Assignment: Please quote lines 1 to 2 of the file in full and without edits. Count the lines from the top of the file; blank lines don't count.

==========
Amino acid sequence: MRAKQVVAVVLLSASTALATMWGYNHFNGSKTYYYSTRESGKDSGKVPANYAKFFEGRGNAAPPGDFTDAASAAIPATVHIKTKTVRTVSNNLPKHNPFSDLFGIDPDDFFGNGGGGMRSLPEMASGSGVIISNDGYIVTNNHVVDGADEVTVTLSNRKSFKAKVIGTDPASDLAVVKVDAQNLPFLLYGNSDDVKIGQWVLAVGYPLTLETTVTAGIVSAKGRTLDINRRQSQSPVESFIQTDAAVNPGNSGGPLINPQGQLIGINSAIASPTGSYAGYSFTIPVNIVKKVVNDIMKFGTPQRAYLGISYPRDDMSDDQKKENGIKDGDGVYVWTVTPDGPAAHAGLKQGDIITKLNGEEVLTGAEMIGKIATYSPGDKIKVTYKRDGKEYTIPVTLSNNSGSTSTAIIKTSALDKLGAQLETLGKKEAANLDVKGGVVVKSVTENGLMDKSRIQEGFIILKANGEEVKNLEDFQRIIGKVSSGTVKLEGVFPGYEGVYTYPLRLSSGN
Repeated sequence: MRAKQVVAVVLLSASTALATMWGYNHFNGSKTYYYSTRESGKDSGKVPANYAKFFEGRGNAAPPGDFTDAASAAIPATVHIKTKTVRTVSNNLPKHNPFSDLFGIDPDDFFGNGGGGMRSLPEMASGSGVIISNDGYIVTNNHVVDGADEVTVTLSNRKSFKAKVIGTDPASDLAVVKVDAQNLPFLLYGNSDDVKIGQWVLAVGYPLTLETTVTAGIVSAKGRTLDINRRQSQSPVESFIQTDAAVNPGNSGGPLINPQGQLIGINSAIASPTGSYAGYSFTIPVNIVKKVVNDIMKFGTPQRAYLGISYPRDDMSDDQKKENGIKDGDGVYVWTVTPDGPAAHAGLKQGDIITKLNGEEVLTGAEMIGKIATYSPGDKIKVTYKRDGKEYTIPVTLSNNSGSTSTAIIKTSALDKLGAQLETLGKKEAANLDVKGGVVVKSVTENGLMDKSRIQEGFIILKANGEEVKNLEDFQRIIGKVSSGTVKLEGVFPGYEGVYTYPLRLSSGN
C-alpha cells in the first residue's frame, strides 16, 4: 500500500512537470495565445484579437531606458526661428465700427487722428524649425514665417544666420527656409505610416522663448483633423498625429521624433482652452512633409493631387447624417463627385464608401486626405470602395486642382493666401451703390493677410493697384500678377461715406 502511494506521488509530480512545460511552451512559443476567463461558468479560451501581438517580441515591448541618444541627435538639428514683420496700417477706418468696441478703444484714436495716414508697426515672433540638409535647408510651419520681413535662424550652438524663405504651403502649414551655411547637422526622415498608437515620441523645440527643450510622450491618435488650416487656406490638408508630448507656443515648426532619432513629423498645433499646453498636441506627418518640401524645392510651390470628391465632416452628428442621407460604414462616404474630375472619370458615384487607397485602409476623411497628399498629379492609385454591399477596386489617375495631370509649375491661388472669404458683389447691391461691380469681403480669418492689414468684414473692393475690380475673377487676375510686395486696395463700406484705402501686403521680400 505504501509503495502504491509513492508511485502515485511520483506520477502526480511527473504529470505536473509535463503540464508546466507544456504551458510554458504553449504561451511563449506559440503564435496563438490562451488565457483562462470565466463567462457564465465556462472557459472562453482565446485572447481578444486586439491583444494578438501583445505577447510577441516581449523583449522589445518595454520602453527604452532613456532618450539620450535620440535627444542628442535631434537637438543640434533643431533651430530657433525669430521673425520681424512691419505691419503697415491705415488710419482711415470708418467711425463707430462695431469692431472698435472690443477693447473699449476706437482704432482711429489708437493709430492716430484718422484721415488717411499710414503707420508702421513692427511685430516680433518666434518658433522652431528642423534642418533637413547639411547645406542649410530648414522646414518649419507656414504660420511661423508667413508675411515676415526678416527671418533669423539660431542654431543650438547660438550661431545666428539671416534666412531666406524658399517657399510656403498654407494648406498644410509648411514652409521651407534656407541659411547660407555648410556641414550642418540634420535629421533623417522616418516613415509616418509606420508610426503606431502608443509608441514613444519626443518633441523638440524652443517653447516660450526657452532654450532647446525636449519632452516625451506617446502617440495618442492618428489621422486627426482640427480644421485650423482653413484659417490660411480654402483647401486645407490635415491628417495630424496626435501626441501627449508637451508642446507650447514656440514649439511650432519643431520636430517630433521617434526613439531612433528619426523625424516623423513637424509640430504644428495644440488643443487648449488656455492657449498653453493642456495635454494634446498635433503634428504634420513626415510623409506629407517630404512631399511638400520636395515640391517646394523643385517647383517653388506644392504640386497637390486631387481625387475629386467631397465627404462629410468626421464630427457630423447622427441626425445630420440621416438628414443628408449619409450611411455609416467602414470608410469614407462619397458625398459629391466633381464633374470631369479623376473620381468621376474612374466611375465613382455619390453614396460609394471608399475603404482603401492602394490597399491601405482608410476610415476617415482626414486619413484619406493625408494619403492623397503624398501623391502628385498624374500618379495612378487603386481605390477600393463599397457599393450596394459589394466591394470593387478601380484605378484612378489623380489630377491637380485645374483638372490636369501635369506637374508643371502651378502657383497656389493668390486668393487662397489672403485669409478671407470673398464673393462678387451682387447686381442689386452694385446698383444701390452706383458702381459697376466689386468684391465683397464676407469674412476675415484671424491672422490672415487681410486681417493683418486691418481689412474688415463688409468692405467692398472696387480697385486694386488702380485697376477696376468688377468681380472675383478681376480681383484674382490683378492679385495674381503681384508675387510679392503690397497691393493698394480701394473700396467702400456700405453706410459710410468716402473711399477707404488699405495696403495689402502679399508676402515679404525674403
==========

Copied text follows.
Amino acid sequence: MRAKQVVAVVLLSASTALATMWGYNHFNGSKTYYYSTRESGKDSGKVPANYAKFFEGRGNAAPPGDFTDAASAAIPATVHIKTKTVRTVSNNLPKHNPFSDLFGIDPDDFFGNGGGGMRSLPEMASGSGVIISNDGYIVTNNHVVDGADEVTVTLSNRKSFKAKVIGTDPASDLAVVKVDAQNLPFLLYGNSDDVKIGQWVLAVGYPLTLETTVTAGIVSAKGRTLDINRRQSQSPVESFIQTDAAVNPGNSGGPLINPQGQLIGINSAIASPTGSYAGYSFTIPVNIVKKVVNDIMKFGTPQRAYLGISYPRDDMSDDQKKENGIKDGDGVYVWTVTPDGPAAHAGLKQGDIITKLNGEEVLTGAEMIGKIATYSPGDKIKVTYKRDGKEYTIPVTLSNNSGSTSTAIIKTSALDKLGAQLETLGKKEAANLDVKGGVVVKSVTENGLMDKSRIQEGFIILKANGEEVKNLEDFQRIIGKVSSGTVKLEGVFPGYEGVYTYPLRLSSGN
Repeated sequence: MRAKQVVAVVLLSASTALATMWGYNHFNGSKTYYYSTRESGKDSGKVPANYAKFFEGRGNAAPPGDFTDAASAAIPATVHIKTKTVRTVSNNLPKHNPFSDLFGIDPDDFFGNGGGGMRSLPEMASGSGVIISNDGYIVTNNHVVDGADEVTVTLSNRKSFKAKVIGTDPASDLAVVKVDAQNLPFLLYGNSDDVKIGQWVLAVGYPLTLETTVTAGIVSAKGRTLDINRRQSQSPVESFIQTDAAVNPGNSGGPLINPQGQLIGINSAIASPTGSYAGYSFTIPVNIVKKVVNDIMKFGTPQRAYLGISYPRDDMSDDQKKENGIKDGDGVYVWTVTPDGPAAHAGLKQGDIITKLNGEEVLTGAEMIGKIATYSPGDKIKVTYKRDGKEYTIPVTLSNNSGSTSTAIIKTSALDKLGAQLETLGKKEAANLDVKGGVVVKSVTENGLMDKSRIQEGFIILKANGEEVKNLEDFQRIIGKVSSGTVKLEGVFPGYEGVYTYPLRLSSGN